Ralf Haferkamp wrote:
With the great features that back-config provides to configure
servers at runtime it seems logical to start thinking about providing tools
that could help to leverage those features.
Currently to manage an OpenLDAP server through back-config you have the option
to use either a generic LDAP Browser (JXplorer, Apache LDAP Studio,
web2ldap), the OpenLDAP command line tools (ldapsearch, ldapmodify, ...) or
homegrown software using one of the available LDAP APIs. I think it would be
helpful to have some more sophisticated management tools (Commandline and/or
In order to get there I think it could be helpful to create an API dedicated
to provide an easy way to access the OpenLDAP configuration (databases,
overlays, schema, access control, ...). This API could then be used to create
different flavors of management tools.
I have not yet spend too much time thinking about the design of such an API.
Neither about the programming language that I'd use to implement something
like this (Python, C, C++, ?). I first like to get a feeling how others think
about this and if anybody is interested in collaborating on such an API. So
please feel free to reply with your comments and suggestions :)
One thing I find to be extremely awkward about other directory server products
is the fact that they corral you into using their custom tools to do
administration. If they even have a generic admin interface it's poorly
documented and hidden in a corner somewhere.
My point in implementing back-config is not only that it allows dynamic
changes, but that it can be operated using standard LDAP requests, manipulated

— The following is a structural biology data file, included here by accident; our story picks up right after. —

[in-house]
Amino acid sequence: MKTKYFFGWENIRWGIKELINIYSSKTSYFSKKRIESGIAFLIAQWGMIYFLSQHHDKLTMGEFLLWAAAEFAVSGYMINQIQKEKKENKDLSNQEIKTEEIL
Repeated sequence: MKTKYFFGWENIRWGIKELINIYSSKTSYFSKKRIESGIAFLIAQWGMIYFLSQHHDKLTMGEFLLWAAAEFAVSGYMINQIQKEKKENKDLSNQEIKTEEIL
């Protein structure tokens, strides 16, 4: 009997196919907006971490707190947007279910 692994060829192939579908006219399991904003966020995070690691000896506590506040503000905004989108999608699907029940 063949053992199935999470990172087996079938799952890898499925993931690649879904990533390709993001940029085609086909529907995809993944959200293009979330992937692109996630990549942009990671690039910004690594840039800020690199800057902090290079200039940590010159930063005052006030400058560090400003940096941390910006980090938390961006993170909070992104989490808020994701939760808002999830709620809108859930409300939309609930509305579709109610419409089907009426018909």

using generic tools, and requires no auxiliary programs to support it. As
such, I don't see much benefit in designing custom APIs for configuration.
Specialized, task-oriented UIs sometimes make sense, but I think if they use
specialized APIs then something is wrong with the design.
Tools that make certain commonplace tasks easier are certainly a good thing.
But when the tools get in the way, (e.g., FedoraDS where there are even more
bug reports about getting their admin server running than for their actual
directory server), the whole effort is just pointless.
In a lot of ways I think homegrown solutions are the only way to go. People
seem to believe that there are a ton of common operations that every site
needs to do, but in reality, every site has different deployment styles and
policies. They look the same from 10,000 feet, but at the detail level they're
That means you wind up needing a tool that is extensively configurable, to
present just the set of menus or tasks that you want to deploy. If this tool
is general-purpose enough, and can be customized enough to be focused on the
tasks of interest, it will inevitably be even more complicated to configure
than slapd itself.
For the moment I think it would make most sense to take something like Apache
Directory Studio, which already has comprehensive capabilities and
configurability, and just provide some sample modules for it.
On the command line, the only thing I ever wish for is a more compact input
format than LDIF.
That's just my personal reaction, based on my experiences with numerous
deployments; other folks' experience will probably differ.
-- Howard Chu
Chief Architect, Symas Corp. http://www.symas.com
Director, Highland Sun http://highlandsun.com/hyc/
Chief Architect, OpenLDAP http://www.openldap.org/project/